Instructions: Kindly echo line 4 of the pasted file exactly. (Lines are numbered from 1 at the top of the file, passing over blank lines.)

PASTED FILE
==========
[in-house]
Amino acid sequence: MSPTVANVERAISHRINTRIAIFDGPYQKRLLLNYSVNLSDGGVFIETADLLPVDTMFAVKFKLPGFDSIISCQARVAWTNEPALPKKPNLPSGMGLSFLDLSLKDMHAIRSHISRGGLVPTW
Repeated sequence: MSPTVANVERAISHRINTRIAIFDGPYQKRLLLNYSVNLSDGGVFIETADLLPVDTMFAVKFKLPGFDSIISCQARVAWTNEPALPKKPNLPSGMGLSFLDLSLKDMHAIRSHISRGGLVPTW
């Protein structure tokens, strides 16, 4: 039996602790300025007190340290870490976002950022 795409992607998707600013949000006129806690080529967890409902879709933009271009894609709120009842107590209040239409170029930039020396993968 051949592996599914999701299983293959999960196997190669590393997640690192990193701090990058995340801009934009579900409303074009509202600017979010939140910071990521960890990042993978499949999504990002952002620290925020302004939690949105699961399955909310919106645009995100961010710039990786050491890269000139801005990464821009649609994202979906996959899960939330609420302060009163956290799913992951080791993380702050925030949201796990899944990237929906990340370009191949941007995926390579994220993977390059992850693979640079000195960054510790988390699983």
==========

């Protein structure tokens, strides 16, 4: 039996602790300025007190340290870490976002950022 795409992607998707600013949000006129806690080529967890409902879709933009271009894609709120009842107590209040239409170029930039020396993968 051949592996599914999701299983293959999960196997190669590393997640690192990193701090990058995340801009934009579900409303074009509202600017979010939140910071990521960890990042993978499949999504990002952002620290925020302004939690949105699961399955909310919106645009995100961010710039990786050491890269000139801005990464821009649609994202979906996959899960939330609420302060009163956290799913992951080791993380702050925030949201796990899944990237929906990340370009191949941007995926390579994220993977390059992850693979640079000195960054510790988390699983």